25 Apr, 2019
10 : 00
Good schooling is not just about good academic outcomes but it is also about good preparation for adult life. In 2017 we were authorized to deliver the International Baccalaureate’s Diploma Programme (IBDP) and this May our first graduating IBDP class will take their final exams, beginning the final step in their graduation journey.
One of the ways that the IB programs work to achieve the mission of developing lifelong learners with the aforementioned characteristics is through the development of student approaches to learning (ATL) skills. These ATLs collected into groups of thinking, communication, social, self-management and research skills are behaviors that we, as teachers, try to model for, instruct to, and develop within, our students, even up to and during the examination period.
In the run up to study leave we have spent time discussing with students what science can tell us about effective study habits. Activities that involve retrieval from memory, like completing past papers and multiple-choice questions, are more beneficial than simply reading, highlighting and making notes.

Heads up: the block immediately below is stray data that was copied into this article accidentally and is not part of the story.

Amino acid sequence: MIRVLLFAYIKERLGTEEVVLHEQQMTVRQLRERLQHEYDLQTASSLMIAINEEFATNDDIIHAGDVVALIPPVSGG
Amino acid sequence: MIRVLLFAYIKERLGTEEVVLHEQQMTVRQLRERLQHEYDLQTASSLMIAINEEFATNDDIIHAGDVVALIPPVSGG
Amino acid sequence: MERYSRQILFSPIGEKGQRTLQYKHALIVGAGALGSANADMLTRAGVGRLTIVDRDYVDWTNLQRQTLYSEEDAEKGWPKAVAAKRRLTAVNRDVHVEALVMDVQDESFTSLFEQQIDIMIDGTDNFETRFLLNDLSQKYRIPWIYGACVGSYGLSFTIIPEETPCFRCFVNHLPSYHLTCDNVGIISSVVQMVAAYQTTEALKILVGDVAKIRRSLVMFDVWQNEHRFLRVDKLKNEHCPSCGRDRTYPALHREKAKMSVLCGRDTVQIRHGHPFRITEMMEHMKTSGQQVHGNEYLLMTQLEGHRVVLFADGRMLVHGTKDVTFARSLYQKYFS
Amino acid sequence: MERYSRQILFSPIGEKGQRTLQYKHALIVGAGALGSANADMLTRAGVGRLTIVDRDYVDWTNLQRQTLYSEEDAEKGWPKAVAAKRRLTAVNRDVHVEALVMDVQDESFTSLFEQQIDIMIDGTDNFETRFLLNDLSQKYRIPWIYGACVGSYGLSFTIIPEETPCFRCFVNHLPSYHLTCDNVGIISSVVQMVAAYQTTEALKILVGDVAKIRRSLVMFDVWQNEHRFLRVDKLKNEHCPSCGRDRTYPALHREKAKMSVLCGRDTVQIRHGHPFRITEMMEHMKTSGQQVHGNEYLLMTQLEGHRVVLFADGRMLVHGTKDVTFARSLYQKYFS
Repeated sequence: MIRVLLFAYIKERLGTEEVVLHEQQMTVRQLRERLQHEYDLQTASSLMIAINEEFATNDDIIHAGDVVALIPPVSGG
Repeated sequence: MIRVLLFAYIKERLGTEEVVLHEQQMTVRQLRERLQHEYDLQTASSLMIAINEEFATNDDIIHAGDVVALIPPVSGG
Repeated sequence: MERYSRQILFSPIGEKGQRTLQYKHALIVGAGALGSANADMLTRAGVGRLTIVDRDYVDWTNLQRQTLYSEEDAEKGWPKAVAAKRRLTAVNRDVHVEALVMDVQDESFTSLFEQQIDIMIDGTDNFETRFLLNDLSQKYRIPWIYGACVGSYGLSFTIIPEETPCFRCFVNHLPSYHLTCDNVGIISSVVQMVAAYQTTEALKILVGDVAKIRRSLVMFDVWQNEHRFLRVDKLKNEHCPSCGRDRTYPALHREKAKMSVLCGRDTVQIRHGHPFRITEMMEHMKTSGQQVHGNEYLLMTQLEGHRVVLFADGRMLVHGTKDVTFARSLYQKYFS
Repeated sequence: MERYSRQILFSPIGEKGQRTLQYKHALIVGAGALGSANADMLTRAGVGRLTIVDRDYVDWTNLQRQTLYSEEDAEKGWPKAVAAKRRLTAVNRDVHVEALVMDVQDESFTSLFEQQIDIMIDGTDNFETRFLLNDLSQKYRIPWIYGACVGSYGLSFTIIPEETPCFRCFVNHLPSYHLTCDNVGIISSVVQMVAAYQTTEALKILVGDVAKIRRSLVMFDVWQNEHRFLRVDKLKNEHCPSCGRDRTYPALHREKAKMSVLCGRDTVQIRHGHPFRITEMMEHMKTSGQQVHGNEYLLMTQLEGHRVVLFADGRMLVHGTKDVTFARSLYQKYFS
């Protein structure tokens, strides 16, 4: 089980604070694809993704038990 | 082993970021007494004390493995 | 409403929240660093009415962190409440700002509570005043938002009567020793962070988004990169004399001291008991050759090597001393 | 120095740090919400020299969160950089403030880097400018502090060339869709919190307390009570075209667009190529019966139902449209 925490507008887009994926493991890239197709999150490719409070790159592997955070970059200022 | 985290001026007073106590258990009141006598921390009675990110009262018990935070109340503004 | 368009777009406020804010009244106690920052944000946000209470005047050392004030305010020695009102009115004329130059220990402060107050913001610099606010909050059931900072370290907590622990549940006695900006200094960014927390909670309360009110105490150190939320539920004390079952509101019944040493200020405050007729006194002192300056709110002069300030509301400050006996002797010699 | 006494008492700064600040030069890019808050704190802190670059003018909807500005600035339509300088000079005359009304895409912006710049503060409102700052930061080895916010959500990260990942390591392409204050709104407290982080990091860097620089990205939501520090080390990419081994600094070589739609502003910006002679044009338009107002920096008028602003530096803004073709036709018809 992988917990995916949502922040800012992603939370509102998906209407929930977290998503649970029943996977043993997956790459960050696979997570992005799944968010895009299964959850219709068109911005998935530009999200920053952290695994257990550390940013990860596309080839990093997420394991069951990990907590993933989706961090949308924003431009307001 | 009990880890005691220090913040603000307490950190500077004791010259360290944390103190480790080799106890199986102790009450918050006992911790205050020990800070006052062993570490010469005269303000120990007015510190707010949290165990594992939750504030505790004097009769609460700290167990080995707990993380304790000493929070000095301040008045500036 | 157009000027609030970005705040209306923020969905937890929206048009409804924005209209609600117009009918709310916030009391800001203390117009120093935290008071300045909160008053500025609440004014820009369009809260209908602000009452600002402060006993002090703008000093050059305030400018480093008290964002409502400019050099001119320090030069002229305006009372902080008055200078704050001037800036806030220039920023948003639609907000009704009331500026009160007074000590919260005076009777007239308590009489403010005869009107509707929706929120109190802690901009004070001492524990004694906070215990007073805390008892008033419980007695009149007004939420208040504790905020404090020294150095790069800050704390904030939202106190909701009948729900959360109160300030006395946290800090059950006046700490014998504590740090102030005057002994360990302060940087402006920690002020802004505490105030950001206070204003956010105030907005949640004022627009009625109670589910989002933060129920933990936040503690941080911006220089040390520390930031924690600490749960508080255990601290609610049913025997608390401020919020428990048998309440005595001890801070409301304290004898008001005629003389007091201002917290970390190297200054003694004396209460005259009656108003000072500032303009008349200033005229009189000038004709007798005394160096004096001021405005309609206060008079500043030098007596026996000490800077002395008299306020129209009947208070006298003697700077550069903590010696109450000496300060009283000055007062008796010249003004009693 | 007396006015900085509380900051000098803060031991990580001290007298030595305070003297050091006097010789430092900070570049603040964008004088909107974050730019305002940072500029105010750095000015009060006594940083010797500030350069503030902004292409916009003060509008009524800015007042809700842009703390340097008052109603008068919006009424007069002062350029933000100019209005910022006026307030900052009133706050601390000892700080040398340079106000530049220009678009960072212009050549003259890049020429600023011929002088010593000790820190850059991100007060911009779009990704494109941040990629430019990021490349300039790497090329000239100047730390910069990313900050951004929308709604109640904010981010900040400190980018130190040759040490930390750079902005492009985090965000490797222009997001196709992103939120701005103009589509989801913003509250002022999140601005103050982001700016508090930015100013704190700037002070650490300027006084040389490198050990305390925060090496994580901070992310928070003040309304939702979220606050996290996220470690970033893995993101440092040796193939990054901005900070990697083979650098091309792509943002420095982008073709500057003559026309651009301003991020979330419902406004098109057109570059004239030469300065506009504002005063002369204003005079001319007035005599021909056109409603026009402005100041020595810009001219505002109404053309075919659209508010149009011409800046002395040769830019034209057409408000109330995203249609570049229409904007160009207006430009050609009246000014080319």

It is important that students plan and balance their revision schedule themselves. This is a great learning opportunity, as well as a chance to practice and further develop their ATL skills. Parents can support too！ Make sure you children are studying, but also eating a balanced diet and sleeping properly as well as finding time for relaxing distractions.
Facilitating students to achieve the best academic outcomes that they can is only part of the job of a good school. More important, I would argue, is preparing students for independent wider life as an adult. Academic qualifications are not an adjunct to this, and are, indeed, an important component to giving young adults as many opportunities as possible. ATLs are a part of this development and we take every opportunity, even exams, to help our young people develop. Like a child learning to ride a bike with stabilizers, which eventually come off, our students have spent the last two years and more practicing their ATL skills. They are now in the process of removing the stabilizers but we are still keeping a hand on their backs.
We wish everyone of our IB student’s success in their exams and await with anticipation their scores on July 6th. I have every faith that they will make themselves, their parents and teachers, very proud. Good luck!
--By Will Vincent, YCIS IBDP Coordinator, University Guidance Officer